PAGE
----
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Newton County BOE to discuss revision of school reopening plan
Special-called meeting set for Friday at 8:30 a.m.

COVINGTON, Ga. — Newton County Schools Board of Education will meet Friday for "discussion and update of reopening plan for the 2020-2021 school year," according to the agenda released Thursday morning. 

The specific nature of the update was not made clear. The special-called meeting will be broadcast via YouTube beginning at 8:30 a.m.

As of Thursday, Newton County Schools are set to welcome back students Monday, Aug. 24. 

Students and parents have been given the choice of in-person instruction or two types of virtual instruction. Approximately 4,000 students have requested in-person instruction, between 6,000-7,000 students have requested virtual instruction and about 1,800 students have requested the self-paced virtual option, according to Superintendent Samantha Fuhrey.

In early July, the board approved a Recovery and Reopening Plan for the school system, which included health and safety guidelines for in-person instruction. As previously reported by The Covington News, some of the guidelines within the plan included increasing the distance between seating assignments, rearranging classrooms to have students facing the same direction and implementing staggered class changes. If the level of community spread is low or nonexistent, students and staff members will be “allowed” to wear face coverings, according to the plan. If the level of spread is minimal or moderate, students and staff members will then be “expected” to wear face coverings, “especially when physical distancing cannot be maintained.”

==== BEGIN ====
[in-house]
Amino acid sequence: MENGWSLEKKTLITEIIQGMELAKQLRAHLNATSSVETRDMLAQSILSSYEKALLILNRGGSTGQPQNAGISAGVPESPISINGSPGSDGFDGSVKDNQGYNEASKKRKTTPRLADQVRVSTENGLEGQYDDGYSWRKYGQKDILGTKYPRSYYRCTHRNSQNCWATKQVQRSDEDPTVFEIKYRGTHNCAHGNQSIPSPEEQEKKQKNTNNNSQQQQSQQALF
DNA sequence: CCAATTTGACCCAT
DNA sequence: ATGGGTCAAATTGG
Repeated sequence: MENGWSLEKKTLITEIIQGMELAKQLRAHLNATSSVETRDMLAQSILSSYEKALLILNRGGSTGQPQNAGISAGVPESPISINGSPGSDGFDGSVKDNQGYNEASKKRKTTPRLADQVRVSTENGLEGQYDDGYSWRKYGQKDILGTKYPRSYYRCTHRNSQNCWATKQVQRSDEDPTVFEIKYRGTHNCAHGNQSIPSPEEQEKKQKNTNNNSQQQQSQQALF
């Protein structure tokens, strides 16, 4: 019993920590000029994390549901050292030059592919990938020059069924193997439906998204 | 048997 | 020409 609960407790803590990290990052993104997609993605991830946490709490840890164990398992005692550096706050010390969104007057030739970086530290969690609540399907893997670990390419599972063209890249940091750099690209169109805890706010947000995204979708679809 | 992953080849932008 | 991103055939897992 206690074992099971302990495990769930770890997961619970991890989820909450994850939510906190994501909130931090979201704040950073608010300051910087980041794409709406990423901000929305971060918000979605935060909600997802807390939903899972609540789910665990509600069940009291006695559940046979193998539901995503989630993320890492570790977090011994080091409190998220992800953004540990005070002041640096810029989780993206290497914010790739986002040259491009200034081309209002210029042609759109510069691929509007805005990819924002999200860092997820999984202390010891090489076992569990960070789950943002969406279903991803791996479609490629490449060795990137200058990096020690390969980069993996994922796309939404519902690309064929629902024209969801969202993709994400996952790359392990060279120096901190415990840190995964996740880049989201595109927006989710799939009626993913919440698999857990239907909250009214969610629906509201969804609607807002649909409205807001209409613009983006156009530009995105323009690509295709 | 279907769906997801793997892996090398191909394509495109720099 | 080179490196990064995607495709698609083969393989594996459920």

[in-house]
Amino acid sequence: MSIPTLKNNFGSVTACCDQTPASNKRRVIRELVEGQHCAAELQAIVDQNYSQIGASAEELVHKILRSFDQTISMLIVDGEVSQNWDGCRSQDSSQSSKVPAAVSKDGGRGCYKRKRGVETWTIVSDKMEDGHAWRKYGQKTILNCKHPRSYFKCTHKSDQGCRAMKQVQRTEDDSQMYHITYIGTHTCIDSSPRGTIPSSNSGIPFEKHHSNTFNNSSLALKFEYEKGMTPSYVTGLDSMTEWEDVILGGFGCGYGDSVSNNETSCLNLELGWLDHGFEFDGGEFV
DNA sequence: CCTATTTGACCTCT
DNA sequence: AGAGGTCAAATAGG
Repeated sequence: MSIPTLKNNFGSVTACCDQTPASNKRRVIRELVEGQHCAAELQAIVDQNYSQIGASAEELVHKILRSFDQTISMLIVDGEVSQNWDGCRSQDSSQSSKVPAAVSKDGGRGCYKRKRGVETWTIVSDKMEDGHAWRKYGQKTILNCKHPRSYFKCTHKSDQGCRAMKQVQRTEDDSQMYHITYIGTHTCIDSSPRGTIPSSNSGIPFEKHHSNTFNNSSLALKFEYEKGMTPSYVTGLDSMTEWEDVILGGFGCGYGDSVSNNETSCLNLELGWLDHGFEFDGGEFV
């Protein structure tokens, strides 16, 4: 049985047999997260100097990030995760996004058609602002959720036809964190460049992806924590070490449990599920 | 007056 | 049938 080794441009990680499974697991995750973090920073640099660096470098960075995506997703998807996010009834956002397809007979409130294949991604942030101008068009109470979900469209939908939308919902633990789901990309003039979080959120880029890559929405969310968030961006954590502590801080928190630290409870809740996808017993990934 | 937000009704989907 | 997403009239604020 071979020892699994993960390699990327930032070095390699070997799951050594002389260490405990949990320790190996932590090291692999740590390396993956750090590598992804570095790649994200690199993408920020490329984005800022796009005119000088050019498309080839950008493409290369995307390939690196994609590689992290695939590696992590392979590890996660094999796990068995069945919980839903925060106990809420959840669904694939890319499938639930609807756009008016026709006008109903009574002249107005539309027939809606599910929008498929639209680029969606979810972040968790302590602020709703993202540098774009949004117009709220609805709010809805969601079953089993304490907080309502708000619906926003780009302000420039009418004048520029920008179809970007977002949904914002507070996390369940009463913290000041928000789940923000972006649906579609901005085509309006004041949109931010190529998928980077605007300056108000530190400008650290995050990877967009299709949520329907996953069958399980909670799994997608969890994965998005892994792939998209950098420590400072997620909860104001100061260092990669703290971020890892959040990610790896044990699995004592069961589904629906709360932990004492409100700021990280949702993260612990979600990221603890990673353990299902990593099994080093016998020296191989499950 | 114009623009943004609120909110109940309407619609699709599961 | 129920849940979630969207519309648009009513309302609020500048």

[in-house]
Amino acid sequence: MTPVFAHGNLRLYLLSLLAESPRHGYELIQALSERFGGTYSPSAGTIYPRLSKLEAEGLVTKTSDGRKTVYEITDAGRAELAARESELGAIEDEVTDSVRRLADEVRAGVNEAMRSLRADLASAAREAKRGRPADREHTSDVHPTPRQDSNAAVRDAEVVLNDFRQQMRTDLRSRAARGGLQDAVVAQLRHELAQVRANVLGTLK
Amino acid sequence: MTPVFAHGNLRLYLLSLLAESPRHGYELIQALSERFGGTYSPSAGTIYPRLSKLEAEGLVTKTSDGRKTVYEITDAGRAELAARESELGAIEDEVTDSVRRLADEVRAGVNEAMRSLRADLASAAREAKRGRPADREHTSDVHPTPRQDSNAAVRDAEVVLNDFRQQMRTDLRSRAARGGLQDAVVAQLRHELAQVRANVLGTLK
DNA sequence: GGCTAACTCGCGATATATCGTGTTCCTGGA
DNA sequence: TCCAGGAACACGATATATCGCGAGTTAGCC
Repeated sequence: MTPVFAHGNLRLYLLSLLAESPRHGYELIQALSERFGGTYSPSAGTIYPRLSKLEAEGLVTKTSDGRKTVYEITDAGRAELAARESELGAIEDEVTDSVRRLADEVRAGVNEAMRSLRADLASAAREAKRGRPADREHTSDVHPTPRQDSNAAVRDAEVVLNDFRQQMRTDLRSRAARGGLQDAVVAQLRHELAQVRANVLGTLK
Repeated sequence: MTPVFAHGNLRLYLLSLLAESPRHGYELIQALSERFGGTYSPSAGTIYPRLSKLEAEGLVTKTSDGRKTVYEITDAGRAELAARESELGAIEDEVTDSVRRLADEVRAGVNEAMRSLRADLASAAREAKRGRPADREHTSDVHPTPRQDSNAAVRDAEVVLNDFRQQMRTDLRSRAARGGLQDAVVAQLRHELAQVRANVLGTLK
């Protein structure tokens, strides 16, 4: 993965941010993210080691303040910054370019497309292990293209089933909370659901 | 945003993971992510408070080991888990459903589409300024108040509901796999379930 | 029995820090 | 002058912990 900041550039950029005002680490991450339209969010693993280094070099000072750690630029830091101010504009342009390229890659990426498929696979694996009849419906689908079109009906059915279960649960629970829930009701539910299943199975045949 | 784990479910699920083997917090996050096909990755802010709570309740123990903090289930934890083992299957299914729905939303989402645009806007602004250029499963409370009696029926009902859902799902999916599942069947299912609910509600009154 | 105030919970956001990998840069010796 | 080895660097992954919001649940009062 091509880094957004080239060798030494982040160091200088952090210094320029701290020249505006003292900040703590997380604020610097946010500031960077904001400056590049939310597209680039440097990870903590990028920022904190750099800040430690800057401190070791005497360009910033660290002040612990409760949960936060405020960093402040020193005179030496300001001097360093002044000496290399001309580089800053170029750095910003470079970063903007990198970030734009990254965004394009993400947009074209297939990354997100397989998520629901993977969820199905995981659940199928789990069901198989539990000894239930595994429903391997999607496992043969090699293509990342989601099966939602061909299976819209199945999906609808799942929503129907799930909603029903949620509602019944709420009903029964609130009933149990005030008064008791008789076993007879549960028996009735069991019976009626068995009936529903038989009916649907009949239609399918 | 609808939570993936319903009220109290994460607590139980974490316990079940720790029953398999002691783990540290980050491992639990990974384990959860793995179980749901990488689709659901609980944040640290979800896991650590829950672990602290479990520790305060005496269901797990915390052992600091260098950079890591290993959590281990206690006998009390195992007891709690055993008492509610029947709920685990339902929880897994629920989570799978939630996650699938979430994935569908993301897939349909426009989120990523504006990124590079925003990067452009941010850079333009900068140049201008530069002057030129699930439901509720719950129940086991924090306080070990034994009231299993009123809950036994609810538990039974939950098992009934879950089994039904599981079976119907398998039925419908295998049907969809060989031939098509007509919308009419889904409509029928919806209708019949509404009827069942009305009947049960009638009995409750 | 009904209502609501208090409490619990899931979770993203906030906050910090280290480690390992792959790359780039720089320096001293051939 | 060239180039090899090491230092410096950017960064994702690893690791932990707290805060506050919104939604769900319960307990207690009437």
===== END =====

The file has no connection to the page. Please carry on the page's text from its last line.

On July 21, two groups of teachers and parents led opposing protests outside the board of education on the subject of in-person instruction. Some told The Covington News in-person instruction was needed for a variety of reasons, but others said it could be dangerous due to COVID-19.

Two days later, the CDC released guidelines advocating for the reopening of school for in-person instruction.

"Aside from a child’s home, no other setting has more influence on a child’s health and well-being than their school," part of the CDC's statement read. "The in-person school environment does the following: provides educational instruction; supports the development of social and emotional skills; creates a safe environment for learning; addresses nutritional needs; and facilitates physical activity."